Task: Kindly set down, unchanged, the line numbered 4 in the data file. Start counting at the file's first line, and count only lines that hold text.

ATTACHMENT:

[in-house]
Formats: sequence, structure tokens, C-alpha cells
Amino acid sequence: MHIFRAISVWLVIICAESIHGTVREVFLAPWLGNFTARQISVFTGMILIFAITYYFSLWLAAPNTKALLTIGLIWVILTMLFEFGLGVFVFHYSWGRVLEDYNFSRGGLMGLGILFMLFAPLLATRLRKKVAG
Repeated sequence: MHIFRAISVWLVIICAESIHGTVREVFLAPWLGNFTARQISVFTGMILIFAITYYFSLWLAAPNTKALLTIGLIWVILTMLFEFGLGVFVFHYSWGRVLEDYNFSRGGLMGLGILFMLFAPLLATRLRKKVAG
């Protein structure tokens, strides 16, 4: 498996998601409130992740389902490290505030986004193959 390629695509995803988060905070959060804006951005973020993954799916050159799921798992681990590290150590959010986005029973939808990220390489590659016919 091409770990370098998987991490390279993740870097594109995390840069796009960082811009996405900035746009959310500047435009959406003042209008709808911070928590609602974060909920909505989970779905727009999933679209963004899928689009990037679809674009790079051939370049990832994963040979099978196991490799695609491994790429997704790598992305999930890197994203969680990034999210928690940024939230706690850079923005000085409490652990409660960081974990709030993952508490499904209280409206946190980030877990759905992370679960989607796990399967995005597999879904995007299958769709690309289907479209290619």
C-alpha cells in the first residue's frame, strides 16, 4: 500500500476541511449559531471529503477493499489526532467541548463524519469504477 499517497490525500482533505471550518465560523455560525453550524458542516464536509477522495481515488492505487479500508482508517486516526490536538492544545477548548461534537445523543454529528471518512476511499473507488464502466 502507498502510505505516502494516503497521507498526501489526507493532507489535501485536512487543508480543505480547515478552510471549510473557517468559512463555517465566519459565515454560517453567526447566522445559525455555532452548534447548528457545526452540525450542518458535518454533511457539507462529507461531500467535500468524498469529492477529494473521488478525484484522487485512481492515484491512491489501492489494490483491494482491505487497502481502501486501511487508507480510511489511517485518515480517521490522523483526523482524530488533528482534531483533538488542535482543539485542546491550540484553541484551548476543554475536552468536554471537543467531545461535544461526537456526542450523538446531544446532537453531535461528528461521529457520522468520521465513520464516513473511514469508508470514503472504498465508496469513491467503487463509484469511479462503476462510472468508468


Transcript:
Repeated sequence: MHIFRAISVWLVIICAESIHGTVREVFLAPWLGNFTARQISVFTGMILIFAITYYFSLWLAAPNTKALLTIGLIWVILTMLFEFGLGVFVFHYSWGRVLEDYNFSRGGLMGLGILFMLFAPLLATRLRKKVAG